Early estimates of Franklin County’s tax base indicate that overall property values will increase by a whisker over last year, reversing an eight-year decline.
On June 1, Property Appraiser Rhonda Skipper filed with the state what are called “Good Faith Estimates,” an approximation based on the latest data that could vary from the preliminary values due July 1.
If the numbers hold steady, then the county will see the first uptick in its tax base since 2006, when it was more than double the size.
Skipper estimates that there will be a roughly three-tenths of 1 percent increase, or about $5.5 million, in each of the three countywide taxing authorities.
The largest because of fewer exemptions, the school district, is forecast to go from $1.711 billion to $1.716 billion, while the county government is estimated will grow from $1.630 billion to $1.635 billion. The Northwest Florida Water Management District will see a rise from $1.634 billion to $1.640 billion.
Both cities will see an expansion of their tax bases, with Apalachicola expected to rise from $118.1 million to $119.1 million, or by about $1 million, or roughly eight-tenths of 1 percent. For the second consecutive year, the city of Carrabelle will see growth in its tax base, with an estimated enlargement from $103.2 million to $103.7 million, an increase of $500,000, or about one-half of 1 percent.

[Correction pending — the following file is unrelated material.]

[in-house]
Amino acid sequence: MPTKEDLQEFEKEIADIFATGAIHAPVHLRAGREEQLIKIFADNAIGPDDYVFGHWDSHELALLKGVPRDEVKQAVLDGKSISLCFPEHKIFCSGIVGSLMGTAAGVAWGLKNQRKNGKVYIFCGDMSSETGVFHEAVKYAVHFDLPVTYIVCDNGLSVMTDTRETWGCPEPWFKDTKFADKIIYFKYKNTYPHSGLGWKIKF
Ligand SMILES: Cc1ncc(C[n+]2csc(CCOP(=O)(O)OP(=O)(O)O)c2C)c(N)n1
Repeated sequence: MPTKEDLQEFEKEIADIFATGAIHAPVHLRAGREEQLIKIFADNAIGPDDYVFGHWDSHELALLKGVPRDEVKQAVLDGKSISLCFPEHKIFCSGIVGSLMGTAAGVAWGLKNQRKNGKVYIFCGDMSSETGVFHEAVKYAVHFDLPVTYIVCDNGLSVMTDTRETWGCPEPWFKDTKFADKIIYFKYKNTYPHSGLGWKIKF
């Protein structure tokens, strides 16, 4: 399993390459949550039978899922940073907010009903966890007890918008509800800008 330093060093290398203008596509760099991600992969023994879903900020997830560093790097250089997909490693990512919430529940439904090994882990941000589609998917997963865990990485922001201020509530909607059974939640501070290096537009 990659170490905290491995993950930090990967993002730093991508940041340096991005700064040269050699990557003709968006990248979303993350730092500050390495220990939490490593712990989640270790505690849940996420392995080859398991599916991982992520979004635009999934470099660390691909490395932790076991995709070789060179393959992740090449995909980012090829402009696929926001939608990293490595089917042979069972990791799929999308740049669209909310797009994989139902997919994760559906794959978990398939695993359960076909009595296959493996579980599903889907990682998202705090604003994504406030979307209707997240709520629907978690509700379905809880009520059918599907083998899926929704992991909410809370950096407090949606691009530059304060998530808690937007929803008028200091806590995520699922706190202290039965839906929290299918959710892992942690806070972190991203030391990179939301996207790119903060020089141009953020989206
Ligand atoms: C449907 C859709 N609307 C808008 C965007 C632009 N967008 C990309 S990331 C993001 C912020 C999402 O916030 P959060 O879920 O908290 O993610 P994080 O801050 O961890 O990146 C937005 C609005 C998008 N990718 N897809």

The three remaining taxing districts – Alligator Point, Eastpoint and Dog Island – each are expected to see a continued shrinkage of their tax base.
The Alligator Point Water and Sewer District will experience the steepest drop in its combined property valuation, from $119.2 million to $114.2 million, a decline of about $4.9 million, or about 4.1 percent.
The Eastpoint Water and Sewer District is expected to see a 1.1 percent drop in its tax base, a loss of $734,000, from $65.5 million to $64.8 million. The Dog Island Conservation District is expected to shrink by a smaller amount, from $29.4 million to $29.3 million, a two-tenths of 1 percent decline of about $71,000.
If the estimates prove accurate, the uptick will mark a sharp improvement of what had been often double-digit declines. The tax base is now roughly what it was 11 years ago, before the collapse of the real estate market.